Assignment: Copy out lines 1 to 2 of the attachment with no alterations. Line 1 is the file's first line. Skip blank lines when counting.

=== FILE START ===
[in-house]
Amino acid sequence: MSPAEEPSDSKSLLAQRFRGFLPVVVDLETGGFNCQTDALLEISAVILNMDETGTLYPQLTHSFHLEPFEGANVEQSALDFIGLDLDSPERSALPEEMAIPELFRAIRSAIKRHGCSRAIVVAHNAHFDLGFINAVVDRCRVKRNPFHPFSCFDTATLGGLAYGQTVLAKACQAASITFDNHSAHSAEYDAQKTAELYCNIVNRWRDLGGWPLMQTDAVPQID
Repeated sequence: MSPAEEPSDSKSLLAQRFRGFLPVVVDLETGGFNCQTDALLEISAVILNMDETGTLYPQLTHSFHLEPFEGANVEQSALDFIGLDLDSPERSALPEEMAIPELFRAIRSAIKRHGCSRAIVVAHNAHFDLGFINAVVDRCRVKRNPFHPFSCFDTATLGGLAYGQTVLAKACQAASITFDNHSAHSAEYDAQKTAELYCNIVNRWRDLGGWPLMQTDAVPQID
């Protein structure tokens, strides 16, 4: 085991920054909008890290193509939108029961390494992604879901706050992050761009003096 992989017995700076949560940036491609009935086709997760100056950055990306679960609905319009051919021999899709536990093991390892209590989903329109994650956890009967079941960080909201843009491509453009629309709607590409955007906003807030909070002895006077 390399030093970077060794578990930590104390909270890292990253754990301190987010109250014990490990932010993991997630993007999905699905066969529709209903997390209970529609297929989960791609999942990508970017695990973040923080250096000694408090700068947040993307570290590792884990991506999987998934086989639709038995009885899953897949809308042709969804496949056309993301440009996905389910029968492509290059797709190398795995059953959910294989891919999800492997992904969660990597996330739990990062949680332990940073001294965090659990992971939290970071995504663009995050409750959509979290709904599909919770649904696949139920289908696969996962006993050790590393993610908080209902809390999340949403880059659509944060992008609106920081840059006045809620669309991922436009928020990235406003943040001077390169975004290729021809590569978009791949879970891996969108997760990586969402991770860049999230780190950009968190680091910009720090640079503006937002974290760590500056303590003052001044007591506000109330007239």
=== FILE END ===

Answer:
[in-house]
Amino acid sequence: MSPAEEPSDSKSLLAQRFRGFLPVVVDLETGGFNCQTDALLEISAVILNMDETGTLYPQLTHSFHLEPFEGANVEQSALDFIGLDLDSPERSALPEEMAIPELFRAIRSAIKRHGCSRAIVVAHNAHFDLGFINAVVDRCRVKRNPFHPFSCFDTATLGGLAYGQTVLAKACQAASITFDNHSAHSAEYDAQKTAELYCNIVNRWRDLGGWPLMQTDAVPQID